What is HIV?

What is HIV?

HIV is a virus, like the flu or cold. A virus is really nothing but a set of instructions for making new viruses, wrapped up in some fat, protein and sugar. Without living cells, a virus can’t do anything—it’s like a brain with no body. In order to make more viruses (and to do all of the other nasty things that viruses do), a virus has to infect a cell. HIV mostly infects CD4 cells, also known as T cells, or T-helpercells. These are white blood cells that coordinate the immune system to fight disease, much like the quarterback of a football team. Once inside the cell, HIV starts producing millions of little viruses, which eventually kill the cell and then go out to infect other cells. All of the drugs marketed to treat HIV work by interfering with this process.

How is HIV Transmitted?
Human immunodeficiency virus (HIV) was established as the cause of the acquired immunodeficiency syndrome (AIDS) in 1983. Ever since then, a lot of research has been hivconducted and a great deal of information has been generated regarding the ways HIV can be transmitted from one person to another.

The problem with much of the information about HIV transmission, especially on the Internet, is that it speaks in very general terms. All too often, advice from one site will directly contradict advice from another site as well. For example, some sources refer to oral sex as “risky,” whereas others say it is “low risk” or “no risk.” This can be very frustrating and it also leads to the spread of misinformation, and frequently a lot of unnecessary worry, about the transmission of HIV.

HIV enters the body through open cuts, sores, or breaks in the skin; through mucous membranes, such as those inside the anus or vagina; or through direct injection. There are several ways by which this can happen:

  • Sexual contact with an infected person.
  • Sharing needles, syringes, or other injection equipment (“rigs”) with someone who is infected.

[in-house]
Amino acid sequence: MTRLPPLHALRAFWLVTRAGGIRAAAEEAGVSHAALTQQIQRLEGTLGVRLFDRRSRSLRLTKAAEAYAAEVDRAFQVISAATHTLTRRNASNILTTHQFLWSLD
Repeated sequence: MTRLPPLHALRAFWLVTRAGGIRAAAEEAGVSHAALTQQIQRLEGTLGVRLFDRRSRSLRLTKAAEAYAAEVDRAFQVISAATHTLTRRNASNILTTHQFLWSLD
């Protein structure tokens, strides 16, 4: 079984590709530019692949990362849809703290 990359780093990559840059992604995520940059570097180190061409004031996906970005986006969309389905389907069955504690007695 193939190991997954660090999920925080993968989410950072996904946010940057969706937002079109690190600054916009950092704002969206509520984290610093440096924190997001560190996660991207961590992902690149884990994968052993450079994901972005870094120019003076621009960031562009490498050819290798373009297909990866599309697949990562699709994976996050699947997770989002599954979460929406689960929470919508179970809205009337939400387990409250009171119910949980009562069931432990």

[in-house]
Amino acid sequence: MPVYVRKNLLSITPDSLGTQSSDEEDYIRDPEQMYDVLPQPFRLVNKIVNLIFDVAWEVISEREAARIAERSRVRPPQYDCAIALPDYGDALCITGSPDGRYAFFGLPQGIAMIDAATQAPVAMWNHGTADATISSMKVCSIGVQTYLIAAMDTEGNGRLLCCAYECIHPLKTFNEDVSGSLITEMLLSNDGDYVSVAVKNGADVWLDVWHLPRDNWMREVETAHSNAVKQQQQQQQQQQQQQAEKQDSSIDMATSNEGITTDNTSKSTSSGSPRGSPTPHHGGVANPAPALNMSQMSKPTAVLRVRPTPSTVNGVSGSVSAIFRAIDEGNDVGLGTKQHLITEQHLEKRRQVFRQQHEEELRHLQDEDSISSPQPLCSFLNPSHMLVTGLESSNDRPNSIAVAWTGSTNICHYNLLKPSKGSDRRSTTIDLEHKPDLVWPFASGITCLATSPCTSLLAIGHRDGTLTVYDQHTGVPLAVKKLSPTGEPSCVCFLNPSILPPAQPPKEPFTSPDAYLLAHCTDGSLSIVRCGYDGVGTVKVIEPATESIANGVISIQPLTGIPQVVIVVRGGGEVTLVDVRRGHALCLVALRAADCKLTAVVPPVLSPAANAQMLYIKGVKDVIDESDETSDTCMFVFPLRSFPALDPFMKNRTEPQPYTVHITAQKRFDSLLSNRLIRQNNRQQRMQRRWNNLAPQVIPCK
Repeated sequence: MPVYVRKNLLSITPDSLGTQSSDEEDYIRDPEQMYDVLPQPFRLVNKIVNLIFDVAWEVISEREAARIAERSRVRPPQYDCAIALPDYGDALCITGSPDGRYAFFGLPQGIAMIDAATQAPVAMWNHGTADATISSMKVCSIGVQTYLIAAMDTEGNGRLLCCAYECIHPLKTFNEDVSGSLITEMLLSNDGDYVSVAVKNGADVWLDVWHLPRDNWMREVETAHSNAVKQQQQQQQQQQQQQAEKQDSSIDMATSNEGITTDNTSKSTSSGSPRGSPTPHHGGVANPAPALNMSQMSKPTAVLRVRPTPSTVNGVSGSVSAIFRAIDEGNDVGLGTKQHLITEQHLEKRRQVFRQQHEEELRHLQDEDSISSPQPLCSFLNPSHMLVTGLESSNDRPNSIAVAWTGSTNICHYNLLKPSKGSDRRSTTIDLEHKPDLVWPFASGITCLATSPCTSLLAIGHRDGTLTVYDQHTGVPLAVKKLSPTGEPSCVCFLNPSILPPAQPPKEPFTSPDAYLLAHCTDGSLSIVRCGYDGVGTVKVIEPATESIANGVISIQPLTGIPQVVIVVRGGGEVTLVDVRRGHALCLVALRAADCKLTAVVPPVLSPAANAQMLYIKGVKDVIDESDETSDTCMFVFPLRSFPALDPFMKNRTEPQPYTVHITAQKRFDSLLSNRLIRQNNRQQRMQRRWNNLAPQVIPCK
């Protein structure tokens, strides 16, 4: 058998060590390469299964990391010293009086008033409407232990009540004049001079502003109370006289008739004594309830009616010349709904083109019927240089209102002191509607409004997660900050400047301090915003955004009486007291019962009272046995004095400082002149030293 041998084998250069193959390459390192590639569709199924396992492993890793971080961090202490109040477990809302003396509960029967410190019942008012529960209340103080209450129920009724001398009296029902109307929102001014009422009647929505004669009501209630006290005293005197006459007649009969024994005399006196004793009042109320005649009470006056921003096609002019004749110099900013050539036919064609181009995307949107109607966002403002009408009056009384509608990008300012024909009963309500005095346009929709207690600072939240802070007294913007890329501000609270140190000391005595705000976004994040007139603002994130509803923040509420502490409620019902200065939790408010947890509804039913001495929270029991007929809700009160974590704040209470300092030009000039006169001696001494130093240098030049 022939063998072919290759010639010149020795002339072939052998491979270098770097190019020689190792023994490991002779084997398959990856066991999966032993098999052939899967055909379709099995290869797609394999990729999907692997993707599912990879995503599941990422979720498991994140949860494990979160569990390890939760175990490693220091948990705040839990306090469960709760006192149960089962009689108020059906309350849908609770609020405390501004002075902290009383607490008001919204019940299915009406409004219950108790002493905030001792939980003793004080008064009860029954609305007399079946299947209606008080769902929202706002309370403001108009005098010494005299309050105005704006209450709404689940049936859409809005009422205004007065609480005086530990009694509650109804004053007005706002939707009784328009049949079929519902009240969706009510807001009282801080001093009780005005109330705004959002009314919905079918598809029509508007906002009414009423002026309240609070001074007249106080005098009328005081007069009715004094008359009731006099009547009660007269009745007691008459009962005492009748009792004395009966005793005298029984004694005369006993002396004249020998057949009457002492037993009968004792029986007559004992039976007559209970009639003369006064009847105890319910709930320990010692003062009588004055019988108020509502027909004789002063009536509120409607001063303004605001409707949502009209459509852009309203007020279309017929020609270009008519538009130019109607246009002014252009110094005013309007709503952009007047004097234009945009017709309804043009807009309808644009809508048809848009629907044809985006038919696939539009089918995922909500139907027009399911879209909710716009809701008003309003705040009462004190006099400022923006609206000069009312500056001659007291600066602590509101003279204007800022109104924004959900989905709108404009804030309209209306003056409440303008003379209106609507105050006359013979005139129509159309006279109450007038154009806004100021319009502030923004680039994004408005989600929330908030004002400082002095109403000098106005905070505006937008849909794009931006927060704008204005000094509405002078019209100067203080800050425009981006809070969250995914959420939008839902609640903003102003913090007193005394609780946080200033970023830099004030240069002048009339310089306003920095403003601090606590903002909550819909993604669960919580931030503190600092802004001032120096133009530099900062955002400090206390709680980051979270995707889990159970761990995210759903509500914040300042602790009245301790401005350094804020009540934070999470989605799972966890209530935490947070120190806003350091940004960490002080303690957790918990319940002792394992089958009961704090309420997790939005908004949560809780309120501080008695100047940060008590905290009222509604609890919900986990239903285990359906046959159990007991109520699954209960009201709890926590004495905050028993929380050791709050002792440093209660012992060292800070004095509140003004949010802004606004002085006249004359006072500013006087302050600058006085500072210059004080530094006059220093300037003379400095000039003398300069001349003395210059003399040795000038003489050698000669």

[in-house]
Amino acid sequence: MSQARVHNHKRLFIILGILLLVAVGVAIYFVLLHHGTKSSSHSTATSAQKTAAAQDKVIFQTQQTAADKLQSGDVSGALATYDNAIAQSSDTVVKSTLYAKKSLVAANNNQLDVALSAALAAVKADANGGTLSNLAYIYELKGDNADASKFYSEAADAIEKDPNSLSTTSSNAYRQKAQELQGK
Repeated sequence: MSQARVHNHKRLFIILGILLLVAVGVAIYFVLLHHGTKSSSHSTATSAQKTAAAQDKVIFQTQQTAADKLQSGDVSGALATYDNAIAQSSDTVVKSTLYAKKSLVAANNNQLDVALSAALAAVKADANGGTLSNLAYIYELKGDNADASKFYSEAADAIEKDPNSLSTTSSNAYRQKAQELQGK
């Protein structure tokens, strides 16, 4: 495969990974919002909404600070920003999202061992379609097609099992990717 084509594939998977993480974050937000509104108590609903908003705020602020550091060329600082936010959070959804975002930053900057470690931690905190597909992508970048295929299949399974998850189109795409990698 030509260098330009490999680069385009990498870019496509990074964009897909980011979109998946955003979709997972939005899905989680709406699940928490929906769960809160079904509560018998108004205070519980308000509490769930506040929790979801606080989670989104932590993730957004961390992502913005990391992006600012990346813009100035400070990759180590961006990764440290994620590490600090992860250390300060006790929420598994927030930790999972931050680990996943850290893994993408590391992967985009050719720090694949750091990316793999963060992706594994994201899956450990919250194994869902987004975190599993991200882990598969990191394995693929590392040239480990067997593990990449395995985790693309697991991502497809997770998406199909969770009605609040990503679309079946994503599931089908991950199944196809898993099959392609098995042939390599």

• Mother-to-child transmission. Babies born to HIV-positive women can be infected with the virus before or during birth, or through breastfeeding after birth.
  • Transmission in health care settings. Healthcare professionals have been infected with HIV in the workplace, usually after being stuck with needles or sharp objects containing HIV-infected blood.
  • Since the beginning of the HIV/AIDS epidemic, new or potentially unknown routes of transmission have been thoroughly investigated by National, provincial and local health departments. To date, no additional routes of transmission have been recorded, despite a national system designed to detect unusual cases.

Testing

Taking an HIV test can be a nerve-racking experience, but it’s very important to go through with it. Knowing your HIV status will help you to make the right decisions for your life. If you want to talk to someone about taking the test contact us and we’ll be happy to talk to you, go with you, or help you find the information you need.

Click here for more information on testing

Vancouver Island Persons Living With HIV/AIDS Society (VPWAS) 101 - 1139 Yates Street, Coast Salish Territories, Victoria, BC. V8V 3N2
Phone: 250.382.7927 | Fax: 250.382.3232 | Toll Free: 1.877.382.7927 | support@vpwas.org | www.vpwas.org |